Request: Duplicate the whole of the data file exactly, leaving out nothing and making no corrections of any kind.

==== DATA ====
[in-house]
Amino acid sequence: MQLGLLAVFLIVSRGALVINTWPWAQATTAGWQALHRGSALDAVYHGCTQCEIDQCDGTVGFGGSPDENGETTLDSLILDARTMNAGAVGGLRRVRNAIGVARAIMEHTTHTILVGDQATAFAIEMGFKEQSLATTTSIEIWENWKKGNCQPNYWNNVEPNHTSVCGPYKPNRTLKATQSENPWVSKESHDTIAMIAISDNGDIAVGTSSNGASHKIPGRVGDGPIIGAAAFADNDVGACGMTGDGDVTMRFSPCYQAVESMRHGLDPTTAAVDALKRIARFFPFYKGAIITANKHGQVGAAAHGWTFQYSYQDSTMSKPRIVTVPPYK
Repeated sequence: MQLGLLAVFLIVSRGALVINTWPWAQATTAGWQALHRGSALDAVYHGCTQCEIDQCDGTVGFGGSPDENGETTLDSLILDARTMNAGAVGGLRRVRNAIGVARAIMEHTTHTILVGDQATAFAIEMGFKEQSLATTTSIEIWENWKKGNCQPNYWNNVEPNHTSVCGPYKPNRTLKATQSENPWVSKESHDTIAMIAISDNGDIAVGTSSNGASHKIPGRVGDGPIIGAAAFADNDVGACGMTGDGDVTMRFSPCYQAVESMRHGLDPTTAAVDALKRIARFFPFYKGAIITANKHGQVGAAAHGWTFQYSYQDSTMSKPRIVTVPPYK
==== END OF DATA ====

[in-house]
Amino acid sequence: MQLGLLAVFLIVSRGALVINTWPWAQATTAGWQALHRGSALDAVYHGCTQCEIDQCDGTVGFGGSPDENGETTLDSLILDARTMNAGAVGGLRRVRNAIGVARAIMEHTTHTILVGDQATAFAIEMGFKEQSLATTTSIEIWENWKKGNCQPNYWNNVEPNHTSVCGPYKPNRTLKATQSENPWVSKESHDTIAMIAISDNGDIAVGTSSNGASHKIPGRVGDGPIIGAAAFADNDVGACGMTGDGDVTMRFSPCYQAVESMRHGLDPTTAAVDALKRIARFFPFYKGAIITANKHGQVGAAAHGWTFQYSYQDSTMSKPRIVTVPPYK
Repeated sequence: MQLGLLAVFLIVSRGALVINTWPWAQATTAGWQALHRGSALDAVYHGCTQCEIDQCDGTVGFGGSPDENGETTLDSLILDARTMNAGAVGGLRRVRNAIGVARAIMEHTTHTILVGDQATAFAIEMGFKEQSLATTTSIEIWENWKKGNCQPNYWNNVEPNHTSVCGPYKPNRTLKATQSENPWVSKESHDTIAMIAISDNGDIAVGTSSNGASHKIPGRVGDGPIIGAAAFADNDVGACGMTGDGDVTMRFSPCYQAVESMRHGLDPTTAAVDALKRIARFFPFYKGAIITANKHGQVGAAAHGWTFQYSYQDSTMSKPRIVTVPPYK